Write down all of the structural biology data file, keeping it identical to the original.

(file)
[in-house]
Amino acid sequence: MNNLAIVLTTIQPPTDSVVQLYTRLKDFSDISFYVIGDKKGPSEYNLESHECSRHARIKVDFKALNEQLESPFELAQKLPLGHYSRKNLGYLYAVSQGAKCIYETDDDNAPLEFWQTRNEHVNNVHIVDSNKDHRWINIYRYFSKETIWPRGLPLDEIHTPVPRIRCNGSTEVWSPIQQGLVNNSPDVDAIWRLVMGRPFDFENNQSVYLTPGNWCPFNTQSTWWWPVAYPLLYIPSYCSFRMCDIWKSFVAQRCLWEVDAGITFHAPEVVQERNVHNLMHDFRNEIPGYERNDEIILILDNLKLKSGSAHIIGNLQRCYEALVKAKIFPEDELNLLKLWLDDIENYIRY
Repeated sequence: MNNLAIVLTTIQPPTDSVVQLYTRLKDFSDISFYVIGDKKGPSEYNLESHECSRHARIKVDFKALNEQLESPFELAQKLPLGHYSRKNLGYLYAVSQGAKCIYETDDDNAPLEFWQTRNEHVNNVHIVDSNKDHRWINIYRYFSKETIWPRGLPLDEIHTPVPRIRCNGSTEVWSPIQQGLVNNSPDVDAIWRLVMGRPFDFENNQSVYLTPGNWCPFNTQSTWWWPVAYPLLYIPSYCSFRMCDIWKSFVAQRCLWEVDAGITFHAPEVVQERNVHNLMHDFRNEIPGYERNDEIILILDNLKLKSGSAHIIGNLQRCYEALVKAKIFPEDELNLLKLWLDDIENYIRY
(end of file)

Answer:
[in-house]
Amino acid sequence: MNNLAIVLTTIQPPTDSVVQLYTRLKDFSDISFYVIGDKKGPSEYNLESHECSRHARIKVDFKALNEQLESPFELAQKLPLGHYSRKNLGYLYAVSQGAKCIYETDDDNAPLEFWQTRNEHVNNVHIVDSNKDHRWINIYRYFSKETIWPRGLPLDEIHTPVPRIRCNGSTEVWSPIQQGLVNNSPDVDAIWRLVMGRPFDFENNQSVYLTPGNWCPFNTQSTWWWPVAYPLLYIPSYCSFRMCDIWKSFVAQRCLWEVDAGITFHAPEVVQERNVHNLMHDFRNEIPGYERNDEIILILDNLKLKSGSAHIIGNLQRCYEALVKAKIFPEDELNLLKLWLDDIENYIRY
Repeated sequence: MNNLAIVLTTIQPPTDSVVQLYTRLKDFSDISFYVIGDKKGPSEYNLESHECSRHARIKVDFKALNEQLESPFELAQKLPLGHYSRKNLGYLYAVSQGAKCIYETDDDNAPLEFWQTRNEHVNNVHIVDSNKDHRWINIYRYFSKETIWPRGLPLDEIHTPVPRIRCNGSTEVWSPIQQGLVNNSPDVDAIWRLVMGRPFDFENNQSVYLTPGNWCPFNTQSTWWWPVAYPLLYIPSYCSFRMCDIWKSFVAQRCLWEVDAGITFHAPEVVQERNVHNLMHDFRNEIPGYERNDEIILILDNLKLKSGSAHIIGNLQRCYEALVKAKIFPEDELNLLKLWLDDIENYIRY